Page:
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Tuesday, March 12, 2013

Circleville Letters - The Unknown Writer and Murderer

Circleville is a small city in Ohio with a population of 13,000. Sometime in 1976, residents started receiving personal mysterious letters about their lives. Letters were written in block letters and they could be sent to anyone. There was not a specific target group of recipients. Thousands of letters starting arriving to citizens and city officials.



"A lot of it was vindictive in tone, nasty in tone, it was sexually-oriented material or nasty accusations of – vulgar is the only way to describe them," said Bill Harsha, former prosecutor.

One of the recipients, Mary Gillespie , received a letter that was accusing her for having an extra-martial affair with a school official. Mary was working as a school bus driver at the time. At first,Mary decided to hide the letters from her husband to not  upset him. She received more in the days following and each more threatening than the other:
“I know where you live. I've been observing your house and know you have children. This is no joke. Please take it serious.”

After a while Ron Gilispie, Mary's husband ,started receiving letters himself:
“Gillispie, you have had 2 weeks and done nothing.  Make her admit the truth and inform the school board.  If not, I will broadcast it on CBS, posters, signs, and billboards, until the truth comes out.”

Mary and Ron revealed the story to three people:Ron's sister, her husband, Paul Freshour, and Paul's sister. They asked for their help, because they thought they knew the person behind the letters. They started sending him letters asking what he wanted from the couple.

“We thought we'd scare the guy. We sent him four or five letters only. There was no violence in them or anything, just that we knew who he was and what he was doing, and we sent him the letters.” , Paul Freshour said.

On August 19, 1977 ,  Ron Gillispie received a phone call that seemed to ensure their suspicions.  In anger, he took his gun and walked out of his house to find the person behind the letters.

Ron was found dead near his house later that day.

Ron got killed after his car was driven off the road and crashed. Later, they discovered that Ron's gun had been fired once. His death was a result of the crash and it is unclear why he fired the gun or if his death was an accident or murder. Most though believed, that Ron was actually the victim of the so called Circleville's writer.


“The sheriff agreed with me that there was foul play. And then, when I contacted him again, he'd changed his attitude completely. Then, he was telling me that it wasn't foul play, that the suspect had passed a polygraph test.” , Paul Freshour explains.

After all these events, Mary and the school official admitted their affair, but claimed that it started after the letters. Mary kept her job on the school as a bus driver. Later, while driving her bus, Mary saw signs along her route harassing her.Mary stopped her bus to rip down a sign, but noticed there was a sting attached to the sign which connected to a box located behind the sign. She took it in the bus  and discovered a booby-trap meant to fire a gun at her.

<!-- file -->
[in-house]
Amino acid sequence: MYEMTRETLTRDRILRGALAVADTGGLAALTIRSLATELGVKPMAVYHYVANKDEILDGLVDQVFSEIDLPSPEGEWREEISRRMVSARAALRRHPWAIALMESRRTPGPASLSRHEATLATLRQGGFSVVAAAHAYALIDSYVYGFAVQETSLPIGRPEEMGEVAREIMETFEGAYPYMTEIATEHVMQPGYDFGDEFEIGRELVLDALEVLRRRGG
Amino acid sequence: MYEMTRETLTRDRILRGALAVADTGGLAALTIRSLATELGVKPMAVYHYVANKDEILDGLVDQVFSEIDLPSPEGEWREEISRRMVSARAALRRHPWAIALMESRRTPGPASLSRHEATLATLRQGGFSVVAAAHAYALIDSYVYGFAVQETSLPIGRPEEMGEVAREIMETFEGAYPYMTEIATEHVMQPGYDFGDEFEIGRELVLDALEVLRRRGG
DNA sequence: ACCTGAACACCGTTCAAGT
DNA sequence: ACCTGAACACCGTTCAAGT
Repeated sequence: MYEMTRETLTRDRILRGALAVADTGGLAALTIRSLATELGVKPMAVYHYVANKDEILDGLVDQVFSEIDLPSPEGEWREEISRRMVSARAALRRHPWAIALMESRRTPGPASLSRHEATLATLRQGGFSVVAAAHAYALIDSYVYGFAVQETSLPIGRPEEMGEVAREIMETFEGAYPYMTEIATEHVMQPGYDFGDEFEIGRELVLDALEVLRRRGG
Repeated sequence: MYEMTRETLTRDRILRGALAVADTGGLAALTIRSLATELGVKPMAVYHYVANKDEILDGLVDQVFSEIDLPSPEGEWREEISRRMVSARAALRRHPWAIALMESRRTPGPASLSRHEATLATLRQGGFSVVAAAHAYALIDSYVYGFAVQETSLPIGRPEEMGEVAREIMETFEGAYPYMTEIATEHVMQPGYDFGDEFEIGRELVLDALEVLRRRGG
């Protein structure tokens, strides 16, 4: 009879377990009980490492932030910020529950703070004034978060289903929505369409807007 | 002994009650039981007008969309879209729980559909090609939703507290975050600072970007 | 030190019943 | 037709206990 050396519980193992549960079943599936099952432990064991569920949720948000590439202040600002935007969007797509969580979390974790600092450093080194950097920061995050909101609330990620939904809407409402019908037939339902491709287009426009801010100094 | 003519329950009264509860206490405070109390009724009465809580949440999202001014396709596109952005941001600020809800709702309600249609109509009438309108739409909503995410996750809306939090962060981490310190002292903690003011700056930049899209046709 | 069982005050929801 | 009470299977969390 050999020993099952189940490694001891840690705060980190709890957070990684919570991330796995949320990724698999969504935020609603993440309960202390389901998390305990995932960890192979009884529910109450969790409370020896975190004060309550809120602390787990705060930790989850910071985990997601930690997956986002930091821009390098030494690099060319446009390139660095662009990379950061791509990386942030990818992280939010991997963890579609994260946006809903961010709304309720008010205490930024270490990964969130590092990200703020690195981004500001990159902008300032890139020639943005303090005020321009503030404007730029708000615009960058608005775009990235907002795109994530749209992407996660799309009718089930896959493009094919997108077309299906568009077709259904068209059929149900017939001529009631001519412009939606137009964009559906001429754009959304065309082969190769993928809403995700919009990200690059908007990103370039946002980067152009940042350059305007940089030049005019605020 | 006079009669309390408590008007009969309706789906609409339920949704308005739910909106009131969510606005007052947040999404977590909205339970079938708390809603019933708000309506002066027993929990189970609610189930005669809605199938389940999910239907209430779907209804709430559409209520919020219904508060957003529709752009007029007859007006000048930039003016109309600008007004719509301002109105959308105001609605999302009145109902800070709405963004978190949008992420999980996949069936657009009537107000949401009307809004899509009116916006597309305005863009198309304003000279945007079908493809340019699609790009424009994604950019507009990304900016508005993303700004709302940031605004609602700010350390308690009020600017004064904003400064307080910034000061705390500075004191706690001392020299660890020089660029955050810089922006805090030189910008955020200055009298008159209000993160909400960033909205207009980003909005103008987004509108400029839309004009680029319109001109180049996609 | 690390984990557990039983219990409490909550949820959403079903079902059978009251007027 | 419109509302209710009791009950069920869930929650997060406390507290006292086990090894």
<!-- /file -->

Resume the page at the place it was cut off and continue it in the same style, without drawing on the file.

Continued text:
Police picked up the gun for examination. The serial number was scratched in an attempt to hide the owner,but after laboratory tests, the number of the gun was extracted and a new twist was added in this already weird case.The gun belonged to her former brother-in-law Paul Freshour:

Paul refused any connection to the letters or attempting to kill Mary. However, after a jury trial, Freshour was sentenced to 7 to 25 years in prison for the attempted murder of Mary.

 It was then where everyone believed that the letters will stop, since everyone believed that Circleville Writer was caught. But that did not happen. People started receiving letters again.  Sheriff Radcliff's complaints about the letters made the warden had Paul placed in solitary confinement. The letters were sent no matter what they did to Paul in prison. All of them were postmarked Columbus, even though Paul was imprisoned across the state in Lima. The police concluded, that there was no way Paul could send them.

When Paul became eligible on parole, his request was rejected Circleville Writer seemed to enjoyed this since,Paul himself received a letter while in prison, which among other it was saying:
“Now when are you going to believe you aren't going to get out of there?  I told you 2 years ago. When we set 'em up, they stay set up.  Don't you listen at all?”

He was released three years later, stating:
“I'd like to see someone really look at this case on the letters, reopen the letter part of it and get in and find out who wrote the letters. I'd also like to see someone look into my former brother-in-law's death. Look, that's not my family anymore. That's my past. I'm not even going to look back at it. I've got a new family and a new future. But I would still like to see someone look at that accident real close and the letters.”

Some years later the letters stopped. They were sent from 1976 to late 90s
Until today, no one was ever able to find out who was behind these letters and if Ron's death was a murder...

Sources: Nbc4i,Unsolvedmysteries ,Unsolved and Victimsofthestate 


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